"Metronomically, we were a pretty accurate band. If we were speeding up or slowing down, it was by design. If you listen to the solo break on "There She Goes Again," it slows down—slower and slower and slower. And then when it comes back into the "bye-bye-byes" it's double the original tempo, a tremendous leap to twice the speed." —Sterling Morrison
There have been several notable covers of the song, including a B-side on the 1983 R.E.M. single "Radio Free Europe" (and as such appeared on their B-side compilation Dead Letter Office in 1987). It was also included as a bonus track on the 1993 re-release of R.E.M.'s 1983 album Murmur.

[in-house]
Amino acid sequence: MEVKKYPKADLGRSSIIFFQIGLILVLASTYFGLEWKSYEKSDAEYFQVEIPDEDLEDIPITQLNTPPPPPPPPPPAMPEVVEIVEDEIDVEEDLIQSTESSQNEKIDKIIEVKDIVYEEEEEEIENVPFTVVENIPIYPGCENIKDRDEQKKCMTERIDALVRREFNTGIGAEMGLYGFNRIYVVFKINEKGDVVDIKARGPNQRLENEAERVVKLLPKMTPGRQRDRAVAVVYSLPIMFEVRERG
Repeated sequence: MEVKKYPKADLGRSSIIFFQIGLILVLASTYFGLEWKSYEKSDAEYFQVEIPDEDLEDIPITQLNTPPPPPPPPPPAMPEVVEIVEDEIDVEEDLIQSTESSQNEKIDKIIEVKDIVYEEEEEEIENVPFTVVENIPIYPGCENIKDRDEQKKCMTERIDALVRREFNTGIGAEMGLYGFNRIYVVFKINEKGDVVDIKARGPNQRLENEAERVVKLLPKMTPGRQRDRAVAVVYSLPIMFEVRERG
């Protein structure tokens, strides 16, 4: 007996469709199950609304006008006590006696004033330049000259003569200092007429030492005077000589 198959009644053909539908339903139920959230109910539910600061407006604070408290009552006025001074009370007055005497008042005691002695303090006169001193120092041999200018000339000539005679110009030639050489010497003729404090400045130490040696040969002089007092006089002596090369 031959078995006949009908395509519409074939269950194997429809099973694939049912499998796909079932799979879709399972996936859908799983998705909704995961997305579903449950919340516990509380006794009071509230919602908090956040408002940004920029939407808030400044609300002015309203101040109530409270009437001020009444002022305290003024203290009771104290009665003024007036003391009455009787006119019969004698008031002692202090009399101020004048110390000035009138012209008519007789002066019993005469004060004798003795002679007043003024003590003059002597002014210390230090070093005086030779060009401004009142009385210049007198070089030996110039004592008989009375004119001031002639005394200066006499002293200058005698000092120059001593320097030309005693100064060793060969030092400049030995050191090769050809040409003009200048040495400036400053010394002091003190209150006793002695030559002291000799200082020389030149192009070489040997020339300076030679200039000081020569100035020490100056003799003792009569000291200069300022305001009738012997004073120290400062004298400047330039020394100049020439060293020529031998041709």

In 1967 a band called the Electrical Banana did what is probably the first recorded cover of "There She Goes Again." The Velvet Underground album was released in March 1967; in April the Electrical Banana covered the song, recording it in a tent in Vietnam and sending the master tape to a company in California to have 45 RPM records pressed (the subject of the HarperCollins book Rock 'N' Roll Soldier, 2009, by Dean Ellis Kohler & Susan VanHecke).
The 1960s revivalists The Crawdaddys of San Diego released the song as a single in 1980.